Holier-than-thou, and getting holier.

So, I just read this editorial-slash-book-review, or whatever it’s supposed to be. The most striking thing, to me, is the writer’s use of moralizing, sin-a-licious language:

In theory, I’m a food libertarian and don’t believe the state should take responsibility for curbing individuals’ greed.” [Emphasis mine.]

And her…colourful…use of hyperbole, which wouldn’t be entirely out-of-place in the opinion section of your local junior high student paper:

But it’s sad to watch already-chubby kids at the food courts eating hassock-sized cinnamon rolls, haystacks of french fries and stacked baseballs of ice cream. The kids may as well be wearing T-shirts proclaiming “Diabetic in Training.”

Whoa, Hoss, let’s tone down the outrage for a second there and consider things sensibly, shall we?

First of all, people don’t eat because they’re greedy. Greed, and the other deadly sins we hold so dear to our shrivelled, black hearts, has absolutely nothing to do with food. We eat because we’re hungry, or because something looks and smells delicious, and because we’re hard-wired to eat tasty food.

As much as is available.

This is a survival mechanism — because who knows when it’s coming around again, right? Particularly if you’ve ever survived a food shortage (or, the more likely case in North America, if you’ve ever survived a weight-loss diet.)

Hard to believe, I know, since humans obviously aren’t just animals who evolved from other animals, thus still having certain animal needs and certain animal behaviours. No, no — we’re all just greedy little fallen angels slavering with lust at the thought of buggering some poor, starving charity case out of his last can of Campbell’s Cream of Tomato.

So we can stuff it mindlessly down our gaping, triple-chinned maws…

big mouth


Wait. Where was I again? Oh yeah, considering things sensibly.

Look. We’re human. We get hungry. Yes, we even crave and enjoy salt, sugar, and fat. Because those things (aside from representing two of the three existing macronutrients, and one of the most important micronutrients) are precious commodities to animals in the wild, and it makes sense to eat up as much of them as you can, and store that energy against a rainy day.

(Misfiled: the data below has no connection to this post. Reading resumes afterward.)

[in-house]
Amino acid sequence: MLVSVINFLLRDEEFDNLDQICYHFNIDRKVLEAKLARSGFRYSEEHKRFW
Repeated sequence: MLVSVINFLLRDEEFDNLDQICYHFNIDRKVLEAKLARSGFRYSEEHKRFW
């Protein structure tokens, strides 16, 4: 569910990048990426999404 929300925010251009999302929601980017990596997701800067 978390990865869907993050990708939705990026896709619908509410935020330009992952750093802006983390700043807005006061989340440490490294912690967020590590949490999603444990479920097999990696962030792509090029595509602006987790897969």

And, yes, becoming civilized little monkeys has changed our world, and that strategy is now a bit outdated. But the innate desires are still there. And yes, the food industry capitalizes on those innate desires and tries to manipulate our appetites for profit (want to talk about greed? *cough*)

But none of this should come as a big, nasty surprise to a society of educated consumers living in a rich country in the year 2009.

And none of this makes us greedy, gluttonous assholes — it makes us human beings.

The way to deal with this is not to point fingers at the fatties and shriek with moral outrage about their greed. The way to deal with this is not to conflate eating habits with body size, or to blame diabetes on those evil white foods.

Wacky as it may sound, the way to deal with it is to, first, calm the fuck down. And stop being such an asshole to people who don’t look like you. And stop attaching a moral value to food, or to health.

Maybe learn to take care of yourself with kindness instead of flagellation. You might find that all that hyper-processed stuff makes for a fun treat, but actual, ya know, food makes a far more satisfying and delightful staple. And you might learn to even enjoy it, rather than swallowing it whole out of some deranged sense of duty.

None of us, fat or thin, are such idiots that we can’t figure out how to eat appropriately for our bodies. And it really is okay to enjoy things that taste good.

It’s food. That’s what it’s for.

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